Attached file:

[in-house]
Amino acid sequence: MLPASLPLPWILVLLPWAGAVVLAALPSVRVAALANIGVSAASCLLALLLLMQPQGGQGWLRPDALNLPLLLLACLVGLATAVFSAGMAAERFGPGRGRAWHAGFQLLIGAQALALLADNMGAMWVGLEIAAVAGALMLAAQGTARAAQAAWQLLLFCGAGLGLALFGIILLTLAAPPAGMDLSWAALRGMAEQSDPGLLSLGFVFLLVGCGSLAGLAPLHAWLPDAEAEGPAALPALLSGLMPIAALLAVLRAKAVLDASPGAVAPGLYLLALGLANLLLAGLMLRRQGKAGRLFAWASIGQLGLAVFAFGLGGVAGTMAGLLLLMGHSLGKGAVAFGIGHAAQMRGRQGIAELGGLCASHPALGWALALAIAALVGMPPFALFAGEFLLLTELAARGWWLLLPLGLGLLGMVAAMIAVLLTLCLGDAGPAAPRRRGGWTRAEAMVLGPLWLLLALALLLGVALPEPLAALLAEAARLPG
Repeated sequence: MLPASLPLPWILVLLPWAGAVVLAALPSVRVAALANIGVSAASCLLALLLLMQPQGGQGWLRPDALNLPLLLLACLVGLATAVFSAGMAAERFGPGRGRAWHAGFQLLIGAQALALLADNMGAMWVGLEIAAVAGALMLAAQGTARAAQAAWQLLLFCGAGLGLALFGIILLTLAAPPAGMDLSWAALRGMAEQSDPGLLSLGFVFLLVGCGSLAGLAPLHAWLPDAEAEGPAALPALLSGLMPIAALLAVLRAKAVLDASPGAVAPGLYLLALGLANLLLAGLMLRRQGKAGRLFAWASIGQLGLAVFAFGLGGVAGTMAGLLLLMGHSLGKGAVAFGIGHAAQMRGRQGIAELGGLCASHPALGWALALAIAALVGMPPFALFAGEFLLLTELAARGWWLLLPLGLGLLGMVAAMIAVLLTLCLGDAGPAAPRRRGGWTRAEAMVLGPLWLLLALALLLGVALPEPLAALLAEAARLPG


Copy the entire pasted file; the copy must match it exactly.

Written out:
[in-house]
Amino acid sequence: MLPASLPLPWILVLLPWAGAVVLAALPSVRVAALANIGVSAASCLLALLLLMQPQGGQGWLRPDALNLPLLLLACLVGLATAVFSAGMAAERFGPGRGRAWHAGFQLLIGAQALALLADNMGAMWVGLEIAAVAGALMLAAQGTARAAQAAWQLLLFCGAGLGLALFGIILLTLAAPPAGMDLSWAALRGMAEQSDPGLLSLGFVFLLVGCGSLAGLAPLHAWLPDAEAEGPAALPALLSGLMPIAALLAVLRAKAVLDASPGAVAPGLYLLALGLANLLLAGLMLRRQGKAGRLFAWASIGQLGLAVFAFGLGGVAGTMAGLLLLMGHSLGKGAVAFGIGHAAQMRGRQGIAELGGLCASHPALGWALALAIAALVGMPPFALFAGEFLLLTELAARGWWLLLPLGLGLLGMVAAMIAVLLTLCLGDAGPAAPRRRGGWTRAEAMVLGPLWLLLALALLLGVALPEPLAALLAEAARLPG
Repeated sequence: MLPASLPLPWILVLLPWAGAVVLAALPSVRVAALANIGVSAASCLLALLLLMQPQGGQGWLRPDALNLPLLLLACLVGLATAVFSAGMAAERFGPGRGRAWHAGFQLLIGAQALALLADNMGAMWVGLEIAAVAGALMLAAQGTARAAQAAWQLLLFCGAGLGLALFGIILLTLAAPPAGMDLSWAALRGMAEQSDPGLLSLGFVFLLVGCGSLAGLAPLHAWLPDAEAEGPAALPALLSGLMPIAALLAVLRAKAVLDASPGAVAPGLYLLALGLANLLLAGLMLRRQGKAGRLFAWASIGQLGLAVFAFGLGGVAGTMAGLLLLMGHSLGKGAVAFGIGHAAQMRGRQGIAELGGLCASHPALGWALALAIAALVGMPPFALFAGEFLLLTELAARGWWLLLPLGLGLLGMVAAMIAVLLTLCLGDAGPAAPRRRGGWTRAEAMVLGPLWLLLALALLLGVALPEPLAALLAEAARLPG